PN Review: Toy Stunt Bike (3DS eShop)
As a child, playtime usually meant one thing – setting up intricate and complex towers of toys before deliberately destroying them with cars, action figures and anything else in reaching distance. In my juvenile and imaginative mind I would envisage Hollywood style explosions blasting around me. Wobbly Tooth Games’ Toy Stunt Bike on the 3DS is an embodiment of that very youthful, fantastical joy and will leave your destructive ten year old self grinning at the spectacle of carnage that it offers.
Toy Stunt Bike involves exactly what it says on the screen. Taking control of a polyvinyl dare-devil, you tackle a series of jumps and other obstacles in a dash to get to the finish line. TSB features similar gameplay to that of Trials and other motorcycle-centric titles. It is a physics-based racer/platformer that involves you jetting around as a die cast stuntman on (as the name suggests) a Toy Stunt Bike. However, unlike most motorcycle games, you find yourself mastering a number of courses situated in a magnified domestic setting (think Evel Knievel in the Toy Story universe). Your miniature bike takes you through bedrooms, bathrooms, gardens and various other household locales and involves you driving over ramps made from rulers and leaping over toilet bowl canyons. Scoring on each course is based on the ability to earn three trophies which are given for the total time of completion, the collection of flags which can be picked up along the way and of course performing stunts, ranging from achieving good air time, to pulling off wheelies.
The control scheme is simple and easy to adapt to. You accelerate with the A button, Brake with the B button, and through tilting the thumb pad you can lean yourself forwards or backwards, essentially altering the bikes trajectory and allowing you to perform flips and master landings. You control the rider, as opposed to the bike itself, which allows for some humorous post-crash fun as wiggling around with the thumb pad causes your dismounted stuntman to perform a plethora of rolls and flips. One can even cause his lifeless, limp torso do the worm. Pointless, but hilarious nonetheless.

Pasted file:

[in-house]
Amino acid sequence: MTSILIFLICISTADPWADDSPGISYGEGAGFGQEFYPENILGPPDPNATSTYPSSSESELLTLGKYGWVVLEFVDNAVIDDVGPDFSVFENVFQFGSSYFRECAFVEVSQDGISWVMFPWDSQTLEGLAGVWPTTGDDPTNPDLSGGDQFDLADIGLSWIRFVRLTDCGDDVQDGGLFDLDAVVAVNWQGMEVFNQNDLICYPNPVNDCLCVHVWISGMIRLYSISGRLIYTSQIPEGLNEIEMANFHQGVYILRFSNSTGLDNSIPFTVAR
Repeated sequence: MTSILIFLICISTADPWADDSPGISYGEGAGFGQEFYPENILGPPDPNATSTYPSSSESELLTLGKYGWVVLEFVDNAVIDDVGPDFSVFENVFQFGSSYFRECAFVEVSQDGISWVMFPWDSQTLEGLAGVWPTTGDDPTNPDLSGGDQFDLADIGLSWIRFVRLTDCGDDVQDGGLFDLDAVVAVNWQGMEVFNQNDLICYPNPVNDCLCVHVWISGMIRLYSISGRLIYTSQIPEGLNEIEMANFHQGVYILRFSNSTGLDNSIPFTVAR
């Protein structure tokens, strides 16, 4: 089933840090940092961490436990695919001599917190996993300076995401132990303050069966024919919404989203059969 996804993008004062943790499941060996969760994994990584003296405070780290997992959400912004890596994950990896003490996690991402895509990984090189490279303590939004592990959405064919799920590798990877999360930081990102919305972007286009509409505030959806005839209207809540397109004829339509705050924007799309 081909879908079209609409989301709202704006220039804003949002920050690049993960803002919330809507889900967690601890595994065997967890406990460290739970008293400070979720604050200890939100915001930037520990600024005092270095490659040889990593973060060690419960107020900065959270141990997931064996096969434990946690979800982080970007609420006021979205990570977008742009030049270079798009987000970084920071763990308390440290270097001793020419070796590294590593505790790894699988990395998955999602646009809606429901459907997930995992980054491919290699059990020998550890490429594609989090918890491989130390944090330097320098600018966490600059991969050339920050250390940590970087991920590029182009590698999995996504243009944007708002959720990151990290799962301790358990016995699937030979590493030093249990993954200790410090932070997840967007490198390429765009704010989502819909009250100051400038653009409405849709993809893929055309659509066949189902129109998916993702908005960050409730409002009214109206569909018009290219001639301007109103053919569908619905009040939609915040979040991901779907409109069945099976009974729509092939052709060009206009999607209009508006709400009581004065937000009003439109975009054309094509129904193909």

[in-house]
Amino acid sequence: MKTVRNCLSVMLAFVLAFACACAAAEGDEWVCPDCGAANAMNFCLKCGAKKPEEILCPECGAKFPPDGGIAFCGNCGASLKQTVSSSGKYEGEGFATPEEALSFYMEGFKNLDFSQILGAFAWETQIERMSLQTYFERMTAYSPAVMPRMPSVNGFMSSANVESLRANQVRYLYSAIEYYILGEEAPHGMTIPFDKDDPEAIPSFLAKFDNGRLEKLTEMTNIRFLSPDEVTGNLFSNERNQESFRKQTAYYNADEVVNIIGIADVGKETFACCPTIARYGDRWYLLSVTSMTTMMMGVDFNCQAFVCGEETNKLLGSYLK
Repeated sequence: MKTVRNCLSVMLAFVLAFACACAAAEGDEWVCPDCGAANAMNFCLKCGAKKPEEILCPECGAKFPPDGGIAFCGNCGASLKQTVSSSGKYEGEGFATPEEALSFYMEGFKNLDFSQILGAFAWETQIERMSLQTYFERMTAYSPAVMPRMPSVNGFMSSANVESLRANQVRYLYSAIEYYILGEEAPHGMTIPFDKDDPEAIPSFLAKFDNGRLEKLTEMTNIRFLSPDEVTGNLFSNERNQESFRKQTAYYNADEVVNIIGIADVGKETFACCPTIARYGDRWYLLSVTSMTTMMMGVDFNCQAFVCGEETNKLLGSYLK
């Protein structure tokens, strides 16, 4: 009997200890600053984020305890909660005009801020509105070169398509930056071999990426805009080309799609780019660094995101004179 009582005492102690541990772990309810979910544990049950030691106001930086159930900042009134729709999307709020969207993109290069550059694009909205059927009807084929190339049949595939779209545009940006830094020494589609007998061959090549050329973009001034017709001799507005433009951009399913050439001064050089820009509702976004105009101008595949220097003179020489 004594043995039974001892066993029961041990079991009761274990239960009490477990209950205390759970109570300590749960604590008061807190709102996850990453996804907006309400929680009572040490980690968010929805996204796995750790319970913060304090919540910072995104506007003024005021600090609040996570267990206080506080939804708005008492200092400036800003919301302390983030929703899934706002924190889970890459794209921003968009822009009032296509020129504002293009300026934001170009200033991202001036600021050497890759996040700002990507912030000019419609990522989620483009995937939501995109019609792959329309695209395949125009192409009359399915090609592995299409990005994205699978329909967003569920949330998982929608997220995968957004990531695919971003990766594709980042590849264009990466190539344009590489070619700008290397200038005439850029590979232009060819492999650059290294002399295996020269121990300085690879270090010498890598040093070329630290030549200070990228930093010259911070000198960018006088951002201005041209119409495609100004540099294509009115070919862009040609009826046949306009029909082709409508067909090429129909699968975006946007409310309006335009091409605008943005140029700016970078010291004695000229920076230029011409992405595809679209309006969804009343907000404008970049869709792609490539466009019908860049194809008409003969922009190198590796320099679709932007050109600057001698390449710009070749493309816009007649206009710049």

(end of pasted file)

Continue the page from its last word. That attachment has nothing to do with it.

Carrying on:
TSB offers just the right amount of difficulty, as the challenge gradually increases throughout each set of levels. At times TSB is ludicrously simple, but even this isn’t necessarily bad, as it’s on these easier levels that you’ll happily “bail” your rider off his bike just to see him hurtle through the air head first into the nearest obstacle, wincing and laughing upon impact. You’ll find yourself pondering “what happens if I crash into this” or “I wonder if I can get him impaled on that”. Seeing the consequences of your little action figure’s collisions are where most of the fun is found, and with the stage’s relatively short lengths and numerous checkpoints, messing up on purpose doesn’t mean you’ll be replaying portions of the game needlessly. Restarting at one of these checkpoints will return the timer back to when the checkpoint was initially reached, meaning that you’re not being punished for any mistakes, be them deliberate or not. The structuring of each level makes TSB incredibly forgiving and completing each course is more a pleasant challenge as opposed to an uphill struggle. The bike can feel a bit sluggish, but this only places more incentive on performing gnarly tricks as opposed to finishing each course in the fastest time possible.
The variety found within the 60 courses isn’t staggering. Furniture may be rearranged slightly or you may come across a new hazard every so often, but by the fifth course of each location you’ll find yourself eager to progress onto the next room for a change of scenery. The visuals are a little dull and the odd book or spade does little to take your attention away from the dull and repetitive backdrops. However, being burned on a hot stove or having your tyres punctured by a horde of thumb tacks are just a few of the nice little touches which give more substance to your surroundings. The crew at Wobbly Tooth Games can be forgiven for not pouring resources into the visuals, as the majority of your attention will be placed solely on successfully controlling your bike, and the lackluster backdrops certainly don’t affect the overall experience.
The price of TSB is reasonable, despite the 3DS version not offering a great deal more than the cheaper iPhone counterparts. There are a great deal more levels than the original’s woeful 10, but the five courses on each stage are merely rearranged versions of one another, making them all feel rather similar. Extra features such as Bike customisation and a replay function to relive and share all those bone-breaking moments would have been nice inclusions to flesh the experience out a little further, and (like the Xbox 360 version) the ability to play as your own mii avatar would have been welcome. Overall, TSB doesn’t do much wrong, the extra levels will keep your attention for longer, and the ability to play with buttons and a circle pad suits the delicate controls more than the touch screen alternative.
Toy Stunt Bike is an enjoyable experience. It’s certainly no masterpiece of gaming, but it is a game that deserves its inclusion in anyone’s 3DS digital library. Toy Stunt Bike isn’t a title that will keep you burning rubber for hours on end, but you will find yourself happily coming back to in short bursts. If all else fails, Toy Stunt Bike is worth playing for the laughs alone.
Toy Stunt Bike review copy was provided by Wobbly Tooth Games